I wish I could say I come from one of those families where a relaxing evening together is everyone curling up in a corner of the living room with their books. I don't, and if I'm being completely honest with myself, I'll tell you that I've only recently been okay with that.
So how did I become a reader? All credit goes to the woman in the picture with me. That's my grandmother and she singlehandedly raised me a reader.
Growing up, my grandmother always liked to read, but between doing chores--washing clothes in the ringer washing machine and hanging them out on the line to dry, wringing chickens' necks for dinner, and, as the oldest child, helping her mother care for two younger brothers--she didn't have much time. She married young and had my mother even younger, and with that brought more responsibilities. But even if it took her a month or two to get through a novel, she never stopped reading.
By the time I came along, Granny wasn't working as much and had a little more time to herself. Until she taught me to read, she was the only reader in the family. I like to think she saw an opportunity to mold me into someone she could relate to and that's part of why she worked so hard to instill a love of books in me. I like to think she didn't have to work too hard at it.
Although we seldom share the same taste in books, the mere fact of having another reader in the family was enough to forge a strong bond. Despite my efforts not to show favoritism, my grandmother is my favorite person in the family and everyone knows it. And everyone knows it's because of the magic of books.
Granny likes to read those romances that are thick enough to be doorstoppers, whereas I prefer more modern fiction--the typical 330 pages type of book. As I've gotten older, Granny has become more interested in what I'm reading. Maybe it's because I'm just so enthusiastic and I can't help telling anyone who will listen about the latest great book I've read. I convinced her to read Love in the Time of Cholera, One Hundred Years of Solitude, and A Lesson Before Dying, all of which she has enjoyed as much as I did. I've had less success convincing her to read the first Harry Potter book, but I'm not giving up hope yet.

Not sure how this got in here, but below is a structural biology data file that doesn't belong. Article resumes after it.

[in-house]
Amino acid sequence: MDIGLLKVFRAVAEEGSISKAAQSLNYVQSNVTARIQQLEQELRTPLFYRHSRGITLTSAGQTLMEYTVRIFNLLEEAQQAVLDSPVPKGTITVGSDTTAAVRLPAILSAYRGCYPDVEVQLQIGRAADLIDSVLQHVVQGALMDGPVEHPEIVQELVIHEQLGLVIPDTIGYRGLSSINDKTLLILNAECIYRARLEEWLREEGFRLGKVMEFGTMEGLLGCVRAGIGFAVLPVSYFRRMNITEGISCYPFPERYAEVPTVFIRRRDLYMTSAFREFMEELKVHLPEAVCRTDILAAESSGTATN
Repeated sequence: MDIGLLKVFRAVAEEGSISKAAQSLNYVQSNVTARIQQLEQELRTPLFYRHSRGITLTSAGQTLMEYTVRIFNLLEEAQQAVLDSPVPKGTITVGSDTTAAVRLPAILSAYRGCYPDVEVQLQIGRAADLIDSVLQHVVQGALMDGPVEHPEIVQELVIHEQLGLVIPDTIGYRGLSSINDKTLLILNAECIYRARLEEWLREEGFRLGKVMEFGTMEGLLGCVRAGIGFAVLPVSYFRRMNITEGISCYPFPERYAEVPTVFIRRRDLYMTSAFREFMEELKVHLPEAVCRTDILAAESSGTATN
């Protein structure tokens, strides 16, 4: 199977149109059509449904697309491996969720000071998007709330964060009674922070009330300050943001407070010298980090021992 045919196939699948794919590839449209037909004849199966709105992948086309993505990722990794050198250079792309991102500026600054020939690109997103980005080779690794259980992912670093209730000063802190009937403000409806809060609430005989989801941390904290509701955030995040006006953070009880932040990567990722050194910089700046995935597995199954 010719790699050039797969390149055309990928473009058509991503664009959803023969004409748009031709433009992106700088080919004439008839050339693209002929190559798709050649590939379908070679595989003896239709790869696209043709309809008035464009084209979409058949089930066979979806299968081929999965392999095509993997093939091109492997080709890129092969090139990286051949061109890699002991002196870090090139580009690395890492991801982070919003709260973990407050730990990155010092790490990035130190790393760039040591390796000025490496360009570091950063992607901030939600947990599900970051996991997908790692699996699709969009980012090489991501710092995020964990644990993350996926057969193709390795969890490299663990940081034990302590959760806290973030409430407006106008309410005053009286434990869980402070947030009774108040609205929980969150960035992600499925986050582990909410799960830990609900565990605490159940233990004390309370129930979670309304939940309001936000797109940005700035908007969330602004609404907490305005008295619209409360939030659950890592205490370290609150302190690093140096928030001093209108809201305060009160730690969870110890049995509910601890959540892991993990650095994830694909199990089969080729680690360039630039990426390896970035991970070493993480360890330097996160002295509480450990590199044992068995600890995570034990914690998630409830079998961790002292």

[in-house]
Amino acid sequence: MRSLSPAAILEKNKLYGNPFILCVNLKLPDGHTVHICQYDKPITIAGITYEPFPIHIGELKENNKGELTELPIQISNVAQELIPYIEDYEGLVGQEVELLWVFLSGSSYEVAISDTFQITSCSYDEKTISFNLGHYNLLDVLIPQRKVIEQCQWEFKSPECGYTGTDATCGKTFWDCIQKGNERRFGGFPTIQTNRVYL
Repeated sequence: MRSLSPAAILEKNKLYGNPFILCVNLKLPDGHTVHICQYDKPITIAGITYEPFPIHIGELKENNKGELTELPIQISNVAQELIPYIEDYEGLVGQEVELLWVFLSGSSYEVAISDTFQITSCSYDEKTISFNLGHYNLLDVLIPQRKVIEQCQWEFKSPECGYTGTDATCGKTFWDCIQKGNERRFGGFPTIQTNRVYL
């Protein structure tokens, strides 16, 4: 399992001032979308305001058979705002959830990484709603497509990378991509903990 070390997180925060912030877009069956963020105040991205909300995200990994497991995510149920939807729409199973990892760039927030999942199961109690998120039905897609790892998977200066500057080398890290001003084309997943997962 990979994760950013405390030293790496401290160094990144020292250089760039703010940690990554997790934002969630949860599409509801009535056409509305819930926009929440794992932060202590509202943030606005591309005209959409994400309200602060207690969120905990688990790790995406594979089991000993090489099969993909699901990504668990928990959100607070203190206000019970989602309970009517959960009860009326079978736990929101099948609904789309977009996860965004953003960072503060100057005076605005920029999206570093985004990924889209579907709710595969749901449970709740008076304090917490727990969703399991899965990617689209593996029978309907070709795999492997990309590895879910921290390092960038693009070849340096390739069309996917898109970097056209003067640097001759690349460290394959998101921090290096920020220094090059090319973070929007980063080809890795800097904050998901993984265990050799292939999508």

So for her 74th birthday, I asked her what book(s) she wanted. She said, "I want that book you've been telling me about for weeks with the blind girl--the book that's won all the awards--and that new Harper Lee book." So after her birthday dinner at Outback, we took a trip to Books-A-Million.
I was so glad she chose All the Light We Cannot See and Go Set a Watchman. I've already read both of those and it's no secret that I love discussing books with people. I bought them for her and was as excited to give them to her as I've been to give any gift. I felt that, by buying her books that I've already read and loved, I was giving myself a gift too.
Granny's birthday was just last week, so she hasn't finished either book yet, though I'm so looking forward to geeking out with her when she does. Geeking out is truly the gift that keeps on giving--you can still re-live the excitement and wonder of a book weeks, months, and years later.
Usually when I'm buying books as gifts, I buy the person a book I haven't read but I know s/he will like. But I'm going to start making more of an effort to give people books I loved (and that I also think they'll love, obviously) because I don't want to miss any geeking out opportunities.